Scoring more goals in one half than the team had in Jurgen Klinsmann’s first six games in charge combined was a welcome change, as was the resulting 3-2 victory, only the German’s second as manager. For the first time in his tenure, Klinsmann set out two dedicated strikers and the change in tactics certainly contributed to the increase in chances and goals. Getting the win ended a three-year drought for the US squad in Europe and sends the national team into its January training camp on a high note.
The news wasn’t all good from the Ljubljana, however, as the defense reverted the worst of the Bob Bradley era, poorly organized and conceding chances and goals at an unsustainable rate. A tactical shift also was a factor here, as Klinsmann deployed just one defensive midfielder to screen the back line. But the problems that plagued the U.S. defense in the past, which Klinsmann appeared to have left in the past, returned with a vengeance. The defenders struggled to keep a consistent line and the spacing was terrible, leaving huge gaps which were frequently exploited by the Slovenes.
The formation Klinsmann set out was largely a 4-4-2 with a diamond midfield, another departure from his more common 4-3-3. The more attack-minded formation pushed three players, Jozy Altidore and Edson Buddle as the two strikers and Clint Dempsey at the point of the diamond, higher up the pitch in the center and through the channels. It was precisely this that led to the first goal as Dempsey won the ball off a Slovenian defender and the ball broke to Buddle who scored with a beautiful shot that went in off the post.
The tactics had an impact, but soccer is a player’s game and the XI that Klinsmann selected was the decisive factor in the result, both positively and negatively. Michael Bradley, Buddle, and Fabian Johnson, who earned his first cap, were inserted into the front six, with Bradley on the right and Johnson on the left of the midfield diamond. Their effect was practically immediate, with Buddle’s goal inside ten minutes and Johnson looking awfully quick and comfortable with the ball at his feet.
But it was Bradley that changed the way the U.S. midfield played. While he was nominally wide right, he tucked in to the middle and significantly upped the tempo. When in possession he would consistently drive the U.S. forward, and his movement without the ball was exceptional, often bursting into space creating numerous good attacking opportunities.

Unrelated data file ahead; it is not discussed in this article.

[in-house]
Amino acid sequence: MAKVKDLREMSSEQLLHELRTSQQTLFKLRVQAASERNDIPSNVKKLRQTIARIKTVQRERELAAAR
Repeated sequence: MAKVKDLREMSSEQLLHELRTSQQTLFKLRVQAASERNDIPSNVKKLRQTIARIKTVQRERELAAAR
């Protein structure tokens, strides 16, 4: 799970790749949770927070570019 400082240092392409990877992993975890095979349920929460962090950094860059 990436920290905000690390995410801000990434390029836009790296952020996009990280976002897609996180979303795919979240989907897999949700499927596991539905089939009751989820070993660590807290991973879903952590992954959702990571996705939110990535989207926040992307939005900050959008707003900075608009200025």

The U.S. midfield didn’t have it all its own way, however, as Kyle Beckerman really struggled in his role as the only defensive midfielder. He did not serve as either a screen in front of the back four or a destroying breaking up play through the midfield. He was particularly exposed on the first Slovenia goal, as he was caught following the play as the U.S. moved the ball up just into the Slovene half. But when possession was turned over, Beckerman wasn’t able to disrupt the attack nor was he able to mark the Slovenian attacker.
This first Slovenian goal was almost an exact copy of their first goal against the U.S. at World Cup 2010. With Beckerman a bit lost, Carlos Bocanegra came out to match up with the Slovenian striker, but he failed to win the ball. It was then really just a simple pass into the space Boca vacated as neither Timmy Chandler from his left back position nor Boca’s central back partner Clarence Goodson was able to cover. Gooch did the same thing in South Africa.
The U.S. defense didn’t cover themselves in glory on the Slovenian second either. Goodson was beaten in the air far too easily, and then went to ground, turning loose his man who easily collected the return pass from his flick-on, and still unmarked because Beckerman was caught ball watching, and fired into the net to pull within one.
The defense looked very vulnerable, much more so against Slovenia than they did against France. It is understandable that Klinsmann would turn the team loose a bit in the pursuit of the goals that had proved so elusive. The challenge now for Klinsmann is to find a way to balance the more attacking formation and players with the need to establish a solid defensive shape. U.S. fans need to have the patience to stick with him as he builds from the back and hopefully get to a point when Klinsmann can place a powerful attacking force on a strong defensive foundation.
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